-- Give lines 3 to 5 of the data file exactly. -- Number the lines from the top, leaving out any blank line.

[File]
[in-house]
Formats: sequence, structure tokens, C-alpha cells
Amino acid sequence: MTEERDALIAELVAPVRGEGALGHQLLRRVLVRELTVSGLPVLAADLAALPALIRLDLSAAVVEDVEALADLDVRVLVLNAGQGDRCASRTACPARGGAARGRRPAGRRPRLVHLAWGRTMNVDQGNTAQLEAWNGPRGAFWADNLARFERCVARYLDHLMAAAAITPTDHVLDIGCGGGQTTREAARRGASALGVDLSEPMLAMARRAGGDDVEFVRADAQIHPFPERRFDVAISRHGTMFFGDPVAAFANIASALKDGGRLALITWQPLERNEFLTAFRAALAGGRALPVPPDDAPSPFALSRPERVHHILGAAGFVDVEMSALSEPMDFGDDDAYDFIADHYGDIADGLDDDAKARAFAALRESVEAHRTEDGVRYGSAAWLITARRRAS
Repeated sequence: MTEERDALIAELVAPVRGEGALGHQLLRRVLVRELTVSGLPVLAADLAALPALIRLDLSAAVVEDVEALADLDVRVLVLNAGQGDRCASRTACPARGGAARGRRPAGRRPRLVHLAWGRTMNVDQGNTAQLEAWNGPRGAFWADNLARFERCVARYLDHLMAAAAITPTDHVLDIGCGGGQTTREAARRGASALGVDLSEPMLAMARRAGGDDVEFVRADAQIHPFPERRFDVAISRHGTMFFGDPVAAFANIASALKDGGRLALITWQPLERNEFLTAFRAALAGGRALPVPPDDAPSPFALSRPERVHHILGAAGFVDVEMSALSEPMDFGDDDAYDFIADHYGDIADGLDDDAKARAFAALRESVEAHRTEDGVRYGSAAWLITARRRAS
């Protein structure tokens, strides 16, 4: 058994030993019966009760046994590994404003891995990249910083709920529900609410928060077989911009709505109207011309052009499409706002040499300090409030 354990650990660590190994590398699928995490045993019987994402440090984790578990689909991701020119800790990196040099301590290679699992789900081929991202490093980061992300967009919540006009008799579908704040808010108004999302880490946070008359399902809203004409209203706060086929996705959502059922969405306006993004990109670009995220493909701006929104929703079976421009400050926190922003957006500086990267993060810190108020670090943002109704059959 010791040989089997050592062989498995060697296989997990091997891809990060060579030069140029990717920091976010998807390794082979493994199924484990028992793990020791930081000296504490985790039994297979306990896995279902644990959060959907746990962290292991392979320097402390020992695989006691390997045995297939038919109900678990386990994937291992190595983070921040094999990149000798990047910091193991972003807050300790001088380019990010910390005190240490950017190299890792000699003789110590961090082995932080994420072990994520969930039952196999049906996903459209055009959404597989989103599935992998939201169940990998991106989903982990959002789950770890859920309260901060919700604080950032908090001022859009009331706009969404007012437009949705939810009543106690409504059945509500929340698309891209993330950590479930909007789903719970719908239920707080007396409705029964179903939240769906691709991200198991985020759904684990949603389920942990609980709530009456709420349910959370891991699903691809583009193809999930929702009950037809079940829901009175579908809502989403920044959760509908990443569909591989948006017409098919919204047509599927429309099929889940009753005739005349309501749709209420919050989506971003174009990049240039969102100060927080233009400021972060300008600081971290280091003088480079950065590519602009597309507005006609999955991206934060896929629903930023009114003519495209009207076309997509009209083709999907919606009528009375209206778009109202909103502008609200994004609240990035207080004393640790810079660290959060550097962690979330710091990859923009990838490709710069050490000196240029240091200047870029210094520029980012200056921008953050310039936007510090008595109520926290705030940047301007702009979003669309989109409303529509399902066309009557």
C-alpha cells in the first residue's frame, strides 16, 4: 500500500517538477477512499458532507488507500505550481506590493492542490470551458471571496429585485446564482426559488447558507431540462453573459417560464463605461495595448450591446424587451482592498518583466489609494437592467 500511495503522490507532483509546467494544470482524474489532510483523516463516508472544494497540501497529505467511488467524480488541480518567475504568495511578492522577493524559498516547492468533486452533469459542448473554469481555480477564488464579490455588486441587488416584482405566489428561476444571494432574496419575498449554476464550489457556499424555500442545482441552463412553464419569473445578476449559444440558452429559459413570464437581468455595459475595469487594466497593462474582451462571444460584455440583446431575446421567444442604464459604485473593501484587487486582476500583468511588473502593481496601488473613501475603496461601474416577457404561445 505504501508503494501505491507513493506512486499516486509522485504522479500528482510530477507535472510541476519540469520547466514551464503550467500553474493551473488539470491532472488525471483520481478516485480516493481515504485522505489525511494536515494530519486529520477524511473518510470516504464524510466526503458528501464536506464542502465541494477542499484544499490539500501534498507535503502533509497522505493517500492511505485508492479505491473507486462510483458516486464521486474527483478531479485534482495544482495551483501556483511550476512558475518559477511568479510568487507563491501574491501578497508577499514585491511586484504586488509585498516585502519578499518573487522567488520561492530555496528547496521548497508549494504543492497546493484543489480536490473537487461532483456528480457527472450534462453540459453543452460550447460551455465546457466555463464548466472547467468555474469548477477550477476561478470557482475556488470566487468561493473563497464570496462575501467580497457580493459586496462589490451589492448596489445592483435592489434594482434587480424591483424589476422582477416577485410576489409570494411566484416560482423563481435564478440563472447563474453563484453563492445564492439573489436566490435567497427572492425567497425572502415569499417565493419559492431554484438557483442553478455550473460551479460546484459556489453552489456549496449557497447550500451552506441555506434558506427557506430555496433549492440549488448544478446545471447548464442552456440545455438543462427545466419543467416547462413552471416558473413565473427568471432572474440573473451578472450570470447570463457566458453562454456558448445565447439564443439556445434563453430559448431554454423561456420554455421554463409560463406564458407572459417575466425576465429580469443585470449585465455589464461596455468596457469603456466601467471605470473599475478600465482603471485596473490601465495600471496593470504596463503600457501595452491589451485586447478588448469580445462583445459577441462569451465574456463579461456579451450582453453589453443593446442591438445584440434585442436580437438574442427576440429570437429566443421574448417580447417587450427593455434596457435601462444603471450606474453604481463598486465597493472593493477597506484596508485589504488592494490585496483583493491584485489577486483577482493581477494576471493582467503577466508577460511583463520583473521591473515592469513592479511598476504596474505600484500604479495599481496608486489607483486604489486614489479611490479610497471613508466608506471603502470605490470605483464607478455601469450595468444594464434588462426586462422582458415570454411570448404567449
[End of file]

Amino acid sequence: MTEERDALIAELVAPVRGEGALGHQLLRRVLVRELTVSGLPVLAADLAALPALIRLDLSAAVVEDVEALADLDVRVLVLNAGQGDRCASRTACPARGGAARGRRPAGRRPRLVHLAWGRTMNVDQGNTAQLEAWNGPRGAFWADNLARFERCVARYLDHLMAAAAITPTDHVLDIGCGGGQTTREAARRGASALGVDLSEPMLAMARRAGGDDVEFVRADAQIHPFPERRFDVAISRHGTMFFGDPVAAFANIASALKDGGRLALITWQPLERNEFLTAFRAALAGGRALPVPPDDAPSPFALSRPERVHHILGAAGFVDVEMSALSEPMDFGDDDAYDFIADHYGDIADGLDDDAKARAFAALRESVEAHRTEDGVRYGSAAWLITARRRAS
Repeated sequence: MTEERDALIAELVAPVRGEGALGHQLLRRVLVRELTVSGLPVLAADLAALPALIRLDLSAAVVEDVEALADLDVRVLVLNAGQGDRCASRTACPARGGAARGRRPAGRRPRLVHLAWGRTMNVDQGNTAQLEAWNGPRGAFWADNLARFERCVARYLDHLMAAAAITPTDHVLDIGCGGGQTTREAARRGASALGVDLSEPMLAMARRAGGDDVEFVRADAQIHPFPERRFDVAISRHGTMFFGDPVAAFANIASALKDGGRLALITWQPLERNEFLTAFRAALAGGRALPVPPDDAPSPFALSRPERVHHILGAAGFVDVEMSALSEPMDFGDDDAYDFIADHYGDIADGLDDDAKARAFAALRESVEAHRTEDGVRYGSAAWLITARRRAS
């Protein structure tokens, strides 16, 4: 058994030993019966009760046994590994404003891995990249910083709920529900609410928060077989911009709505109207011309052009499409706002040499300090409030 354990650990660590190994590398699928995490045993019987994402440090984790578990689909991701020119800790990196040099301590290679699992789900081929991202490093980061992300967009919540006009008799579908704040808010108004999302880490946070008359399902809203004409209203706060086929996705959502059922969405306006993004990109670009995220493909701006929104929703079976421009400050926190922003957006500086990267993060810190108020670090943002109704059959 010791040989089997050592062989498995060697296989997990091997891809990060060579030069140029990717920091976010998807390794082979493994199924484990028992793990020791930081000296504490985790039994297979306990896995279902644990959060959907746990962290292991392979320097402390020992695989006691390997045995297939038919109900678990386990994937291992190595983070921040094999990149000798990047910091193991972003807050300790001088380019990010910390005190240490950017190299890792000699003789110590961090082995932080994420072990994520969930039952196999049906996903459209055009959404597989989103599935992998939201169940990998991106989903982990959002789950770890859920309260901060919700604080950032908090001022859009009331706009969404007012437009949705939810009543106690409504059945509500929340698309891209993330950590479930909007789903719970719908239920707080007396409705029964179903939240769906691709991200198991985020759904684990949603389920942990609980709530009456709420349910959370891991699903691809583009193809999930929702009950037809079940829901009175579908809502989403920044959760509908990443569909591989948006017409098919919204047509599927429309099929889940009753005739005349309501749709209420919050989506971003174009990049240039969102100060927080233009400021972060300008600081971290280091003088480079950065590519602009597309507005006609999955991206934060896929629903930023009114003519495209009207076309997509009209083709999907919606009528009375209206778009109202909103502008609200994004609240990035207080004393640790810079660290959060550097962690979330710091990859923009990838490709710069050490000196240029240091200047870029210094520029980012200056921008953050310039936007510090008595109520926290705030940047301007702009979003669309989109409303529509399902066309009557």